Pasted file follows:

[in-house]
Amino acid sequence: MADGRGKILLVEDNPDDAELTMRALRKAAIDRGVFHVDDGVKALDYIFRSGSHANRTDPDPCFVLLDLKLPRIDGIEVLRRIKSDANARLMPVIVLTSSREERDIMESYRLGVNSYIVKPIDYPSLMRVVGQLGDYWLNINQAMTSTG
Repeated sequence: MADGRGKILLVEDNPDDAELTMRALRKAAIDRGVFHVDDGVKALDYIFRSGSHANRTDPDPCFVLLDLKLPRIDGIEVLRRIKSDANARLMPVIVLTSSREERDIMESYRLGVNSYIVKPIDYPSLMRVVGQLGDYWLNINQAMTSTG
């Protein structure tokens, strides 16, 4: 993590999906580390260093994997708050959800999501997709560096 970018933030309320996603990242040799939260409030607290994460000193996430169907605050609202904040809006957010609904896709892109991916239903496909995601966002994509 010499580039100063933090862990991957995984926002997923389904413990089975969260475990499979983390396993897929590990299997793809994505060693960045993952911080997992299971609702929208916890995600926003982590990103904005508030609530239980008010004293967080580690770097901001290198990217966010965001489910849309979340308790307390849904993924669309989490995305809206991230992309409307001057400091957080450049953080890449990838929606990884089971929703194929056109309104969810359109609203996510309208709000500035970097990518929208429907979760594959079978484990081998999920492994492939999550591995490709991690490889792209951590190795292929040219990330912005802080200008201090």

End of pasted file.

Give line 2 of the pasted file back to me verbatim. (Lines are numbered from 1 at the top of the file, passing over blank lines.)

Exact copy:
Amino acid sequence: MADGRGKILLVEDNPDDAELTMRALRKAAIDRGVFHVDDGVKALDYIFRSGSHANRTDPDPCFVLLDLKLPRIDGIEVLRRIKSDANARLMPVIVLTSSREERDIMESYRLGVNSYIVKPIDYPSLMRVVGQLGDYWLNINQAMTSTG